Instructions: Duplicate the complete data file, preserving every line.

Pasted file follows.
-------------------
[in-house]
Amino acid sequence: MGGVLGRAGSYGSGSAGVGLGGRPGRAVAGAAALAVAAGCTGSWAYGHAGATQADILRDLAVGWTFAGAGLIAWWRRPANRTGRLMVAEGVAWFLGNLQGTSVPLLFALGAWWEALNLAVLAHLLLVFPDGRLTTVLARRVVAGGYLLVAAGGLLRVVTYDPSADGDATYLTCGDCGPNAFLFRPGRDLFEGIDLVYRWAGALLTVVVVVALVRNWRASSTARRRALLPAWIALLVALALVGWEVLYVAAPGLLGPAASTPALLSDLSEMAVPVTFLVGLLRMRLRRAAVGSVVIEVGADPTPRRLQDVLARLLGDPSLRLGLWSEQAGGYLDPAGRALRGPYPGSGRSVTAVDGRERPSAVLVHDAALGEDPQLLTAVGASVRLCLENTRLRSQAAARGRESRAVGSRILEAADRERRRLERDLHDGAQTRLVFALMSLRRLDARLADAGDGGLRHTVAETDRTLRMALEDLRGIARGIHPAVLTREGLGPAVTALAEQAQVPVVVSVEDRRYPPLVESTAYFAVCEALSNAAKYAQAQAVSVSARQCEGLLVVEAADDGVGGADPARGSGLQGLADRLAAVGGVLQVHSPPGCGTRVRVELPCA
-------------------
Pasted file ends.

[in-house]
Amino acid sequence: MGGVLGRAGSYGSGSAGVGLGGRPGRAVAGAAALAVAAGCTGSWAYGHAGATQADILRDLAVGWTFAGAGLIAWWRRPANRTGRLMVAEGVAWFLGNLQGTSVPLLFALGAWWEALNLAVLAHLLLVFPDGRLTTVLARRVVAGGYLLVAAGGLLRVVTYDPSADGDATYLTCGDCGPNAFLFRPGRDLFEGIDLVYRWAGALLTVVVVVALVRNWRASSTARRRALLPAWIALLVALALVGWEVLYVAAPGLLGPAASTPALLSDLSEMAVPVTFLVGLLRMRLRRAAVGSVVIEVGADPTPRRLQDVLARLLGDPSLRLGLWSEQAGGYLDPAGRALRGPYPGSGRSVTAVDGRERPSAVLVHDAALGEDPQLLTAVGASVRLCLENTRLRSQAAARGRESRAVGSRILEAADRERRRLERDLHDGAQTRLVFALMSLRRLDARLADAGDGGLRHTVAETDRTLRMALEDLRGIARGIHPAVLTREGLGPAVTALAEQAQVPVVVSVEDRRYPPLVESTAYFAVCEALSNAAKYAQAQAVSVSARQCEGLLVVEAADDGVGGADPARGSGLQGLADRLAAVGGVLQVHSPPGCGTRVRVELPCA